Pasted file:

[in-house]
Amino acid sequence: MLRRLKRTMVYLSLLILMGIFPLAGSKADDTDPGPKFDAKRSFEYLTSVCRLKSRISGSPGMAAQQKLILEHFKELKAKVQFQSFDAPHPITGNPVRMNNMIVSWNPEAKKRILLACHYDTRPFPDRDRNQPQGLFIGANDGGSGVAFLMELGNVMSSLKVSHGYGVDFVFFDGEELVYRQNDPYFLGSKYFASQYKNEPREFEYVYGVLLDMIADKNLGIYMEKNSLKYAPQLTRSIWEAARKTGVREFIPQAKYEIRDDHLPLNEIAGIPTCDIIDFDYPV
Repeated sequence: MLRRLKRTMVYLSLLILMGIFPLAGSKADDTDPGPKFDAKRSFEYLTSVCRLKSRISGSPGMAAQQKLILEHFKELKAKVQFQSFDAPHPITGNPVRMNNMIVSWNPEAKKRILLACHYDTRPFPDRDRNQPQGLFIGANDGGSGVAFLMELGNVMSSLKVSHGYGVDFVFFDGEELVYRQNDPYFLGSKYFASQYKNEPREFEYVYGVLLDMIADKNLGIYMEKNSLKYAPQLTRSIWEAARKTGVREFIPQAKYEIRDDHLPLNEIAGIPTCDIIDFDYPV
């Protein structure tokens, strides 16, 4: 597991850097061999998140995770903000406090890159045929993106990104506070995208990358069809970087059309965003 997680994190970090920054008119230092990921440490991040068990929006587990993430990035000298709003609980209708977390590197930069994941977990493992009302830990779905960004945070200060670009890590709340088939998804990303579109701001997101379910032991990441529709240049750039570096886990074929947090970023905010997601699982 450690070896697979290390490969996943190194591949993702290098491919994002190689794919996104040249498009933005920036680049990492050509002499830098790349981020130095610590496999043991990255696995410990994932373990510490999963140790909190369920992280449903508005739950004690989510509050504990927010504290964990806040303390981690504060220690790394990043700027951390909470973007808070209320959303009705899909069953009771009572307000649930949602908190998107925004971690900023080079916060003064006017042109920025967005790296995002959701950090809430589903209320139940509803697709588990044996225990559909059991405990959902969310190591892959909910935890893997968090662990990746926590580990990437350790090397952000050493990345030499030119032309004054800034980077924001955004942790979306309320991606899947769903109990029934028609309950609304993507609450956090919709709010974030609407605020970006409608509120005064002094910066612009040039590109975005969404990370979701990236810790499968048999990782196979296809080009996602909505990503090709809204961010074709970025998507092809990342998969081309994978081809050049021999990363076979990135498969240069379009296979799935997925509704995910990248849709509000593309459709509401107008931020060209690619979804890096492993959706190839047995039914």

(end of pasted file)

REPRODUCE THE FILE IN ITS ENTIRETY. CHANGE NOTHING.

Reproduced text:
[in-house]
Amino acid sequence: MLRRLKRTMVYLSLLILMGIFPLAGSKADDTDPGPKFDAKRSFEYLTSVCRLKSRISGSPGMAAQQKLILEHFKELKAKVQFQSFDAPHPITGNPVRMNNMIVSWNPEAKKRILLACHYDTRPFPDRDRNQPQGLFIGANDGGSGVAFLMELGNVMSSLKVSHGYGVDFVFFDGEELVYRQNDPYFLGSKYFASQYKNEPREFEYVYGVLLDMIADKNLGIYMEKNSLKYAPQLTRSIWEAARKTGVREFIPQAKYEIRDDHLPLNEIAGIPTCDIIDFDYPV
Repeated sequence: MLRRLKRTMVYLSLLILMGIFPLAGSKADDTDPGPKFDAKRSFEYLTSVCRLKSRISGSPGMAAQQKLILEHFKELKAKVQFQSFDAPHPITGNPVRMNNMIVSWNPEAKKRILLACHYDTRPFPDRDRNQPQGLFIGANDGGSGVAFLMELGNVMSSLKVSHGYGVDFVFFDGEELVYRQNDPYFLGSKYFASQYKNEPREFEYVYGVLLDMIADKNLGIYMEKNSLKYAPQLTRSIWEAARKTGVREFIPQAKYEIRDDHLPLNEIAGIPTCDIIDFDYPV
């Protein structure tokens, strides 16, 4: 597991850097061999998140995770903000406090890159045929993106990104506070995208990358069809970087059309965003 997680994190970090920054008119230092990921440490991040068990929006587990993430990035000298709003609980209708977390590197930069994941977990493992009302830990779905960004945070200060670009890590709340088939998804990303579109701001997101379910032991990441529709240049750039570096886990074929947090970023905010997601699982 450690070896697979290390490969996943190194591949993702290098491919994002190689794919996104040249498009933005920036680049990492050509002499830098790349981020130095610590496999043991990255696995410990994932373990510490999963140790909190369920992280449903508005739950004690989510509050504990927010504290964990806040303390981690504060220690790394990043700027951390909470973007808070209320959303009705899909069953009771009572307000649930949602908190998107925004971690900023080079916060003064006017042109920025967005790296995002959701950090809430589903209320139940509803697709588990044996225990559909059991405990959902969310190591892959909910935890893997968090662990990746926590580990990437350790090397952000050493990345030499030119032309004054800034980077924001955004942790979306309320991606899947769903109990029934028609309950609304993507609450956090919709709010974030609407605020970006409608509120005064002094910066612009040039590109975005969404990370979701990236810790499968048999990782196979296809080009996602909505990503090709809204961010074709970025998507092809990342998969081309994978081809050049021999990363076979990135498969240069379009296979799935997925509704995910990248849709509000593309459709509401107008931020060209690619979804890096492993959706190839047995039914």